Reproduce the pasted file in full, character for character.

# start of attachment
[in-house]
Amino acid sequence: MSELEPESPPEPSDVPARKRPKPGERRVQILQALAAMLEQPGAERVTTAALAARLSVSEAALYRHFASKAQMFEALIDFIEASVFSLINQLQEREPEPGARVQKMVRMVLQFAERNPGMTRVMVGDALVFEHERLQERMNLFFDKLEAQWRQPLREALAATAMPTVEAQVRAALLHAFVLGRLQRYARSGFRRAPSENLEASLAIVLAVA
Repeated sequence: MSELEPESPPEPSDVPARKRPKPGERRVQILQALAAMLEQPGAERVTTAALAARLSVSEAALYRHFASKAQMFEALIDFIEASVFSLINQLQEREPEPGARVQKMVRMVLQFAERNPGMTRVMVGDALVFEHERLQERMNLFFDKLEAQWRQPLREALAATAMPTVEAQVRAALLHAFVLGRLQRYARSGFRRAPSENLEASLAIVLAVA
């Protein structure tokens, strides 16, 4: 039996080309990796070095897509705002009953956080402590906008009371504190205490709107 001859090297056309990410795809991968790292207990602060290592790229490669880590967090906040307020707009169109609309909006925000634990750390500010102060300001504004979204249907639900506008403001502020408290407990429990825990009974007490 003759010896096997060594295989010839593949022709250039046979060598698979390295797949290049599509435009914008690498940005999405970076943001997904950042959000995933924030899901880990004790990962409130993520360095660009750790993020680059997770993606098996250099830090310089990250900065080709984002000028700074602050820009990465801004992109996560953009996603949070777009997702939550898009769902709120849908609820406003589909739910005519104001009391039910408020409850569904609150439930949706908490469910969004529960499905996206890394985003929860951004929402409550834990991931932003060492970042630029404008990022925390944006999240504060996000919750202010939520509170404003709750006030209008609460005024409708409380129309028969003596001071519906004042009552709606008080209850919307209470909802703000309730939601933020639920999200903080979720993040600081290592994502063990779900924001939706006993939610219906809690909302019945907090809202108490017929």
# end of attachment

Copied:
[in-house]
Amino acid sequence: MSELEPESPPEPSDVPARKRPKPGERRVQILQALAAMLEQPGAERVTTAALAARLSVSEAALYRHFASKAQMFEALIDFIEASVFSLINQLQEREPEPGARVQKMVRMVLQFAERNPGMTRVMVGDALVFEHERLQERMNLFFDKLEAQWRQPLREALAATAMPTVEAQVRAALLHAFVLGRLQRYARSGFRRAPSENLEASLAIVLAVA
Repeated sequence: MSELEPESPPEPSDVPARKRPKPGERRVQILQALAAMLEQPGAERVTTAALAARLSVSEAALYRHFASKAQMFEALIDFIEASVFSLINQLQEREPEPGARVQKMVRMVLQFAERNPGMTRVMVGDALVFEHERLQERMNLFFDKLEAQWRQPLREALAATAMPTVEAQVRAALLHAFVLGRLQRYARSGFRRAPSENLEASLAIVLAVA
């Protein structure tokens, strides 16, 4: 039996080309990796070095897509705002009953956080402590906008009371504190205490709107 001859090297056309990410795809991968790292207990602060290592790229490669880590967090906040307020707009169109609309909006925000634990750390500010102060300001504004979204249907639900506008403001502020408290407990429990825990009974007490 003759010896096997060594295989010839593949022709250039046979060598698979390295797949290049599509435009914008690498940005999405970076943001997904950042959000995933924030899901880990004790990962409130993520360095660009750790993020680059997770993606098996250099830090310089990250900065080709984002000028700074602050820009990465801004992109996560953009996603949070777009997702939550898009769902709120849908609820406003589909739910005519104001009391039910408020409850569904609150439930949706908490469910969004529960499905996206890394985003929860951004929402409550834990991931932003060492970042630029404008990022925390944006999240504060996000919750202010939520509170404003709750006030209008609460005024409708409380129309028969003596001071519906004042009552709606008080209850919307209470909802703000309730939601933020639920999200903080979720993040600081290592994502063990779900924001939706006993939610219906809690909302019945907090809202108490017929």